Whitson and Perazzoli’s new guidebook to the Northern pilgrimage routes to Santiago.

That’s not to say I fell in love with this guidebook. There are a few details that I hope will be amended in a second edition. One of the most helpful planning tools a guidebook can offer is a chart of each day’s elevation profile. It’s a big help to know when you’re just about to reach an 800 meter climb, or when you’ve finished your ascent and can rest and prepare for the climb down. Unfortunately, this guide offers scant elevation help, giving only total ascent and total descent stats for each day.

The authors’ descriptions can be so sparse as to be unhelpful. The Ribadesella to Sebrayo stage, a 31.5 km march that ends disturbingly at the Sebrayo albergue that has no grocery store or restaurant nearby, is a good example. A word of warning about this important detail at the beginning of the chapter could be very helpful for pilgrims. Instead, we learn in the chapter’s last phrase: “Sebrayo: Albergue de Peregrinos …. but no food of any kind.” In contrast, the French guide warns upfront that “revitaillement” (resupply) must happen at Ribadesella.

(In truth, I discovered in 2012 that there’s a grocery truck that stops by the Sebrayo albergue each evening to provide pilgrims necessary ingredients for assembling dinner in the albergue’s kitchen. Also, after a walk of about 1.5 km across a small valley to the road behind the albergue pilgrims will find a bar/cafe happy to serve a simple meal.)


Lots of blank space on many pages.

A mildly annoying feature of this new guide is the rather generous use of white space. When a person is carting a camino guidebook across hundreds of miles it’s great to know it’s jam-packed with as much info as possible per kilogram. Hopefully the next edition will ditch the artsy white space and fill it instead with other helpful content  that pilgrims would rather carry.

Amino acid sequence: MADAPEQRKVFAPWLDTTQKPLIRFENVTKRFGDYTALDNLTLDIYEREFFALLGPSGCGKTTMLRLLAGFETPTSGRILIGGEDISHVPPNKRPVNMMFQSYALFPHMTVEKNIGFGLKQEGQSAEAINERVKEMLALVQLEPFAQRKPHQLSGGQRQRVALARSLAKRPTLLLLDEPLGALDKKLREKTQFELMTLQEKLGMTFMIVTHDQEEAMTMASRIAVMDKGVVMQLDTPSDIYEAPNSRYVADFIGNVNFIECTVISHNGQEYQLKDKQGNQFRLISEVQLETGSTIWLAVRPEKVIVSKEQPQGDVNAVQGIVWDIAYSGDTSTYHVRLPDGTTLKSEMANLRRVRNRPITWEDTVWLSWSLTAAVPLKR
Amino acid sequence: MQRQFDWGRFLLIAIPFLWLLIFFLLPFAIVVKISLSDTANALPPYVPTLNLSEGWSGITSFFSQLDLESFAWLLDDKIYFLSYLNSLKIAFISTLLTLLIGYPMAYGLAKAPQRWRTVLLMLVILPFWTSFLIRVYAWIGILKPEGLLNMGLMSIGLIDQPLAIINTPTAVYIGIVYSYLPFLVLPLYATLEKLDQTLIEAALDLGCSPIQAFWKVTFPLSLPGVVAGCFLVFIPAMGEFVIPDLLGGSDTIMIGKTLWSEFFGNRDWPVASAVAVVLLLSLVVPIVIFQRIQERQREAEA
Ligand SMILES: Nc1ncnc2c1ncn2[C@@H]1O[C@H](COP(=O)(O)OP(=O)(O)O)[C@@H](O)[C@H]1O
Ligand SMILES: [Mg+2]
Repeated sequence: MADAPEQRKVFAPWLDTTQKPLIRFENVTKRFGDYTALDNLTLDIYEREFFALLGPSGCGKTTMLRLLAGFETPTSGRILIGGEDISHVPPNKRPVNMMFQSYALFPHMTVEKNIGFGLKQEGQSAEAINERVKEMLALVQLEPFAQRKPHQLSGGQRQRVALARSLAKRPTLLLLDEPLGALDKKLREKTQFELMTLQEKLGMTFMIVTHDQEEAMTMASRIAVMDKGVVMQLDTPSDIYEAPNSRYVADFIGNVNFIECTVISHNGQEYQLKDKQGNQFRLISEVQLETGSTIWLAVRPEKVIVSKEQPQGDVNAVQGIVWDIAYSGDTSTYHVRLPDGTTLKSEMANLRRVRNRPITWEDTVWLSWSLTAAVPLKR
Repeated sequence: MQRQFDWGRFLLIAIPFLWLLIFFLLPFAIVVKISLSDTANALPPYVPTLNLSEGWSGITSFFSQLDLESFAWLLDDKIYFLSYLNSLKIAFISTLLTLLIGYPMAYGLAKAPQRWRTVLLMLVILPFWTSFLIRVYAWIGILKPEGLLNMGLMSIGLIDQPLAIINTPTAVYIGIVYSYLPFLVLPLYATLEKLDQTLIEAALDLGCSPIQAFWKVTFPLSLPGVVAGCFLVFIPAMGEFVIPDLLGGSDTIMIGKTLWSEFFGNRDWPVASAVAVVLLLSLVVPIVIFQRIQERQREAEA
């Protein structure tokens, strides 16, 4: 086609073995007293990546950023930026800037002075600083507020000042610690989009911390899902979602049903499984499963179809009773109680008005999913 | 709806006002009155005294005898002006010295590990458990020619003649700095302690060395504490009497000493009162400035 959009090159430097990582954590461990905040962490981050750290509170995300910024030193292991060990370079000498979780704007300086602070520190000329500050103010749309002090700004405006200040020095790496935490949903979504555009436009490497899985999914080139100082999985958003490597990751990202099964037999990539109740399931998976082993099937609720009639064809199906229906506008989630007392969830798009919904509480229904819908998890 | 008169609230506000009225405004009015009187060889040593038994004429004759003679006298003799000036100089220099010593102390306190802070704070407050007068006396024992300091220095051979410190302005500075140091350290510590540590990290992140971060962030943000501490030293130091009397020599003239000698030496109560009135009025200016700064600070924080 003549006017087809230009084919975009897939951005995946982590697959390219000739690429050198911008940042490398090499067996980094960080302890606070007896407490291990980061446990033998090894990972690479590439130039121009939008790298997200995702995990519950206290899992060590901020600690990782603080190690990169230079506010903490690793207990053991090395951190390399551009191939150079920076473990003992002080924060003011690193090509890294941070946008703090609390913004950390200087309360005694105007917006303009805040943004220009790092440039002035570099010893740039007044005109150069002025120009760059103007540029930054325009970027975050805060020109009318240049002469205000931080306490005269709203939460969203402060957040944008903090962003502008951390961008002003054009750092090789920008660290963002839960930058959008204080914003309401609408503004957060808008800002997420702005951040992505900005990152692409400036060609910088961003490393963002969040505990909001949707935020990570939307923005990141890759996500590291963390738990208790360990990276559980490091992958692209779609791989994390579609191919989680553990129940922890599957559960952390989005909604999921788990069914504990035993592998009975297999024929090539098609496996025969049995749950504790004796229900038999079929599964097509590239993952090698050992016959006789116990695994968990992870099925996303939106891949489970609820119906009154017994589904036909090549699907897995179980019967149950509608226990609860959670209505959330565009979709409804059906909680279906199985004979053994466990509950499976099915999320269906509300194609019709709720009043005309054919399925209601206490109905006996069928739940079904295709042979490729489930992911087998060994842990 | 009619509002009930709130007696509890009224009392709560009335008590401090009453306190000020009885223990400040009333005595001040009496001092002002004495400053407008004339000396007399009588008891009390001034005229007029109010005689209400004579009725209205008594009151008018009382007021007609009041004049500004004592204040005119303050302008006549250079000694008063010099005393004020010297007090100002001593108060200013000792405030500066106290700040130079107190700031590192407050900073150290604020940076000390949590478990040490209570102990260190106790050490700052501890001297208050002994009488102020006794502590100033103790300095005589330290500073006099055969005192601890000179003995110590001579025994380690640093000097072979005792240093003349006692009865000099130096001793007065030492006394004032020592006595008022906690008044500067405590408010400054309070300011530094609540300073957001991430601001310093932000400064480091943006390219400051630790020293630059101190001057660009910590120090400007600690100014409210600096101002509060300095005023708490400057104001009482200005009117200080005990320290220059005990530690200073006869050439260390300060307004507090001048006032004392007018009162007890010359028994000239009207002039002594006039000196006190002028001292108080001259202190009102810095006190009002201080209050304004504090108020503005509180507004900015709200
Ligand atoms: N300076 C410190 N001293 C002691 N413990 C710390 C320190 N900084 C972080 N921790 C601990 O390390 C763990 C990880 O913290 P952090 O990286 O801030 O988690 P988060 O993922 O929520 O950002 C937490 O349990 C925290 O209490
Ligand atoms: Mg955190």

There are a few other quibbles. I’m not sure why the book’s La Caridad to Ribadeo Stage (p. 168 ff) recommends a southerly route through Brul rather than a route to Tapia that would follow the scenic coastline through Santa Gadea toward Ribadeo. Whitson and Perazzoli suggest that the waymarking is not sufficient, but their book could provide a detailed description that would adequately guide a pilgrim even without excellent way marks through an uncomplicated coastal walk. On this stage I’d certainly take the Tapia option and then follow the coastline toward the Ribadeo bridge.

Flaws? Well, sure. But these guidebooks are often revised in subsequent editions, and they become better and better over time. What we have now is a very good start, and Whitson and Perazzoli are to be commended — and thanked — for a great contribution to the needs of English-only del Norte pilgrims.

A True Pleasure to Meet Msr. Gérard du Camino

Msr. Gerard du Camino's pilgrim center near Paris.

In a previous post I lamented how difficult it is to find a good guidebook to my upcoming Camino del Norte, along Spain’s northern coast. A kind fellow pilgrim named Ron Joy recommended the French camino guidebooks of one Gérard du Camino. My French is better than my Spanish, so I thought I’d give it a try. I found Msr. Camino’s website and ordered his guidebook of the Camino del Norte.

What a treat to receive a personal email a few hours later from Monsieur Gérard Rousse, a.k.a. Gérard du Camino, sending his greetings, announcing the mailing of the guide I ordered, and inviting me and all pilgrims to come to the pilgrim center he has created at Montrouge (near Paris) to talk about the camino. He gave the address of his pilgrim center, its hours, and asked that I call before I drop in.

Assuming a good experience with his guidebook I think next time I’m in Paris I’ll take him up on his offer. Thanks, Monsieur Camino, for your prompt reply and for your hospitality. What a nice example of pilgrim hospitality.